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That's our secret, Cam ... We're always angry

This week's Market Squared, we look at why the mayor can't just retweet something without reaping the whirlwind.
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Mayor Cam Guthrie. GuelphToday file photo

You may have heard that our politics are getting more partisan. I hope you were sitting down when you read that.

From coast, to coast, to coast the polarization is getting worse, not better. Even little old Guelph here will bite back if they’re fed by the wrong hand. Ask Mayor Cam Guthrie.

It was observed last week that the mayor, on Twitter, gave an Ontario cabinet minister the benefit of the doubt, and boy, did some people not take that well.

“I fully trust and completely believe @celliottability 100% when she says that she’ll will work with @AMOPolicy, municipalities and front-line paramedics to make our system better. Do we need to know more? Sure. But give it time. Let’s work together,” Guthrie tweeted.

Why is this controversial? Well, “@celliottability” is the Twitter handle for Ontario Minister of Health and Long-term Care Christine Elliott. The “@AMOPolicy” handle belongs to the Association of Municipalities of Ontario.

AMO is concerned about the potential integration of the province’s 59 ambulance services and 22 dispatch centres, and Elliott responded with a Twitter assurance. Now Twitter’s never been an ideal place for discussing the minutia of policy, but Elliott was easily more persuasive then her boss.

“There’s always going to be the same number of paramedics, that’s a guarantee,” said Premier Doug Ford sounding like a guy in a commercial on CP24 as opposed to a guy being interviewed by CP24.

To Guthrie’s retweet, it was a perfectly fine middle of the road response to an official statement made by an Ontario cabinet minister on a matter of public interest. And yes, Twitter posts are official statements now whether we like it, or not.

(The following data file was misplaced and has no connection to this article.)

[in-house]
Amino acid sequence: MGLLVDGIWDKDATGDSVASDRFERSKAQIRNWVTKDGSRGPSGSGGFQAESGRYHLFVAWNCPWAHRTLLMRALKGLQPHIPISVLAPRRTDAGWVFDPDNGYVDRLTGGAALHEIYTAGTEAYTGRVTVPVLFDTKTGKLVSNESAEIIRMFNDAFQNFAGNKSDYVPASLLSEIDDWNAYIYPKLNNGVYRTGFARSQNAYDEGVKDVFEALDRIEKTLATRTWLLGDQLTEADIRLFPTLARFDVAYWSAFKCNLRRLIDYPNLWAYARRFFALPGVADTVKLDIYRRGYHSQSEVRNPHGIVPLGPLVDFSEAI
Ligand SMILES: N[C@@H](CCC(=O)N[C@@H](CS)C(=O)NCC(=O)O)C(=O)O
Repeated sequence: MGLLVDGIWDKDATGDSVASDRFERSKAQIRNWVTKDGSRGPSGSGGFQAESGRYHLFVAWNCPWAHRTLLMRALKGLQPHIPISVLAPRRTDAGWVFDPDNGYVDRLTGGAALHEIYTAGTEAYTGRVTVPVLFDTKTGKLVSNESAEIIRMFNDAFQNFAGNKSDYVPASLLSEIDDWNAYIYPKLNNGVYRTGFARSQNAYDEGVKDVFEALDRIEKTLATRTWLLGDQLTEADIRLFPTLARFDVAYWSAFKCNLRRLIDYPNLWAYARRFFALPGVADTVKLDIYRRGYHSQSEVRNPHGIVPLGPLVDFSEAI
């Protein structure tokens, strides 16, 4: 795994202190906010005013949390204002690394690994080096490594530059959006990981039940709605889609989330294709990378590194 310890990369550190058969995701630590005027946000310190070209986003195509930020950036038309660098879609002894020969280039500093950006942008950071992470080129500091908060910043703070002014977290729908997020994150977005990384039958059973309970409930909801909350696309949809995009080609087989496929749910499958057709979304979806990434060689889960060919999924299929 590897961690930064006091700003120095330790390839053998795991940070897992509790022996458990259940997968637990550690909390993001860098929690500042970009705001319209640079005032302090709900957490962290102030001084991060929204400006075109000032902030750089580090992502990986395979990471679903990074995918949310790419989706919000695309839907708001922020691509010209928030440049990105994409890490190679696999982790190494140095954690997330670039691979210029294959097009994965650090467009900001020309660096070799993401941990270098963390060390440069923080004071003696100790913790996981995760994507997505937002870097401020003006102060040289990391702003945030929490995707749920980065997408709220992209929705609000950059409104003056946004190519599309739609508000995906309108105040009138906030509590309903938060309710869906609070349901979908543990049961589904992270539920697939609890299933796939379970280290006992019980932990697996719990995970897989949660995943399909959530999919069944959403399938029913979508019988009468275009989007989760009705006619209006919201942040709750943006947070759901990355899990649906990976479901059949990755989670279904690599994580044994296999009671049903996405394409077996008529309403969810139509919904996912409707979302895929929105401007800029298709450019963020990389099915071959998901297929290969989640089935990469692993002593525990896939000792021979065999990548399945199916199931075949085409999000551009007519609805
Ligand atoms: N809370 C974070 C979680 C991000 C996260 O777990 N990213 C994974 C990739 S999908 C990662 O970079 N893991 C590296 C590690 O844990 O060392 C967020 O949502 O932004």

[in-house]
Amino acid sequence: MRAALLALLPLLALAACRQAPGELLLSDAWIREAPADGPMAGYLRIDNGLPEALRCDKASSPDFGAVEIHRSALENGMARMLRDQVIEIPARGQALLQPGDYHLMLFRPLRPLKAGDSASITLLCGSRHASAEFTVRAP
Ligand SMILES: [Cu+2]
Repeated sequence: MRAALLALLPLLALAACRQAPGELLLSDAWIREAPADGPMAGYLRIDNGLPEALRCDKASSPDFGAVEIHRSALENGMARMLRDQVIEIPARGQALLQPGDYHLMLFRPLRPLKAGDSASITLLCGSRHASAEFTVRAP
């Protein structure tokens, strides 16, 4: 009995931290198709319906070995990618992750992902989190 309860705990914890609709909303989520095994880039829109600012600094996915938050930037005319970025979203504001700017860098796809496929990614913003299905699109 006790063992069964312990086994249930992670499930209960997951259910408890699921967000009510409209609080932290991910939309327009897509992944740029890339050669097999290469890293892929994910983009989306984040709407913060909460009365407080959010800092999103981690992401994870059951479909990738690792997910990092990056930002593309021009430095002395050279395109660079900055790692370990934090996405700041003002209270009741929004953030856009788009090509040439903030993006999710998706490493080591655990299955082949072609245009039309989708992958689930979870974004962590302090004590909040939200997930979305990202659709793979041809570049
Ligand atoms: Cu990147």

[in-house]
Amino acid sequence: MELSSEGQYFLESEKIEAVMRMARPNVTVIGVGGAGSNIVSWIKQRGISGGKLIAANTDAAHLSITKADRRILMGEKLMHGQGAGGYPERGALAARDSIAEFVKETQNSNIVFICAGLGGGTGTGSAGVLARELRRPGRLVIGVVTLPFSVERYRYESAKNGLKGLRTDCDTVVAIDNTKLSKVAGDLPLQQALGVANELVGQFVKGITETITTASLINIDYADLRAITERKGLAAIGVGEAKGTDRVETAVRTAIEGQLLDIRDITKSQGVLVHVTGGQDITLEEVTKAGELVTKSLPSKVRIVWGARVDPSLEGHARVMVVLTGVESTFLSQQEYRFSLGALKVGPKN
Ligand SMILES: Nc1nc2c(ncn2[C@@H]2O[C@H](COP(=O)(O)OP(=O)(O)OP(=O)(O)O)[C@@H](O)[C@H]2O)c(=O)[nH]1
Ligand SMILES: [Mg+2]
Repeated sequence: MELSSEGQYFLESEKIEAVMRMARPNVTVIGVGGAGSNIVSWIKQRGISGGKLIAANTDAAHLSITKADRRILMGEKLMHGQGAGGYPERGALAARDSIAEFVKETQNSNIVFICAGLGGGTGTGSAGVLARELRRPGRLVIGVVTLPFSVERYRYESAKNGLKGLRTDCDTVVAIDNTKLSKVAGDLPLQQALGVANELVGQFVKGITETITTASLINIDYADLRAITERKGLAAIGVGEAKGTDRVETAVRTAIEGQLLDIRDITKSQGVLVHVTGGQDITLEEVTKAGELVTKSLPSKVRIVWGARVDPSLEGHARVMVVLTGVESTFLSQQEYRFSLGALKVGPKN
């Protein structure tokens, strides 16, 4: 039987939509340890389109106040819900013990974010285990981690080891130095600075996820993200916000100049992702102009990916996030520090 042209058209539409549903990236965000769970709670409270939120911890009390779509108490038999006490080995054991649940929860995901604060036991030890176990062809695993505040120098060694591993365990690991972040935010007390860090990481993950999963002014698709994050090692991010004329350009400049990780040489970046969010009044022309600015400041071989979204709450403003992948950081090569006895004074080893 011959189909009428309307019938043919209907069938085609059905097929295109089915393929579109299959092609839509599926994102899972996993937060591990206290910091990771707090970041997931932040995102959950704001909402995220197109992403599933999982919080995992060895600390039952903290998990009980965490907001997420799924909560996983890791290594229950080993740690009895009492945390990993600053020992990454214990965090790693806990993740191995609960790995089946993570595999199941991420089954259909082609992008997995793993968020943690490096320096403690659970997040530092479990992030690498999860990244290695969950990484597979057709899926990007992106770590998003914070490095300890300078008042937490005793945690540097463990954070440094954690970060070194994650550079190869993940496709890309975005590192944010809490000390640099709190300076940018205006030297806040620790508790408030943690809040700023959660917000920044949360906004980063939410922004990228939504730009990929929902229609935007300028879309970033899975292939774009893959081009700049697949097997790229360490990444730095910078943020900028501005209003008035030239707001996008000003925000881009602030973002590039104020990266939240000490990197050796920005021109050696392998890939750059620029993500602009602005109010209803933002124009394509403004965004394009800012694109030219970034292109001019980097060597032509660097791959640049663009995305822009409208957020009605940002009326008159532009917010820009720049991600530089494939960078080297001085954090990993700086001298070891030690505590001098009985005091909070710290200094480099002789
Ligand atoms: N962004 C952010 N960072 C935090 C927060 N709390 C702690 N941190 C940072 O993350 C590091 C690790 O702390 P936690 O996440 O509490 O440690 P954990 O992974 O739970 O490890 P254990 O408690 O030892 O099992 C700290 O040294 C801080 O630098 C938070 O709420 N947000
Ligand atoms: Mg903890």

Perhaps with a different government, or with a different issue, people might have been able to let it slide; one mayor makes one comment on one issue from one cabinet minister so let’s move on.

Wrong. Here comes Mike Foley, trustee for the Upper Grand District School Board, tweeting, “That’s mind bogglingly idiotic to follow that level of belief.”

One might understand the immediate frustration of a member of the local school board, which, like everyone in this province, heard the promise of no jobs lost, and has seen many members of his organization told that their serves will not be required in the fall. The Toronto Star reported this week that half the teachers in the finance minister’s own riding were getting “surplus notices”.

So Foley’s frustration is understandable, but understanding is a two-way street because at the end of the day, regardless of your feelings about the provincial government, Mayor Guthrie has still got to work with these people.

Now this isn’t actually the first time that the mayor has heard a tweetful about dealing with the Ford government. When Guthrie met with the Premier earlier this year, he posted about it on Instagram and was greeted with a myriad of comments about what he did and did not talk to Ford about.

Did I say “comments”? It was really a laundry list of grievances.

And no matter what you may feel about Ford and his policies, you have to admit that he’s given a lot of different people just cause to be aggrieved. You’ve got students, teachers, environmentalists, the poor, minimum wage earners, people in need of addiction and mental heath services, campus groups, parents of children with autism, and coming soon, paramedics and public health units.

On top of that, Ford is one of those politicians whose manner makes him more unlikable that usual. If you’re with him, you’re good, and if you’re against him, even if it’s just on the one issue, there’s no way to deal with him. Ask Jim Wilson, Amanda Simard, or Randy Hillier.

So when Guthrie sits down with Ford, or is seen publicly giving a member of the Ford government the benefit of the doubt, there’s a visceral reaction in the negative. Not helping matters is Guthrie’s background in local Conservative politics. Despite public statements to the contrary on many matters, it seems that some people in Guelph can’t shake the assumption that Guthrie’s “part of the team.”

Of course, he’s entitled, and if Guthrie wanted to participate in politics at the provincial and federal level, he certainly wouldn’t be alone. Many members of city council have been, or are considering, a run as provincial and federal candidates of all major parties, or have otherwise given public support to a specific provincial or federal candidate.

While it’s not my job to defend the mayor from any form of criticism, I’ll say that he’s acted in a decidedly un-Ford like manner on a many issues; he was a voice of criticism against Schedule 10 of Bill 66, he’s supported the City’s shift to Net Zero, and he’s been an advocate for improving cycling infrastructure.

And if there’s one thing for sure we know that Doug Ford won’t support, it’s more bike lanes.

So yes, the Ford government is working hard at making the 60 per cent that didn’t vote for them more angry, but don’t expect our municipal leaders to react with anger just because you’re angry.

You can’t fight for something if you’re always fighting everything.



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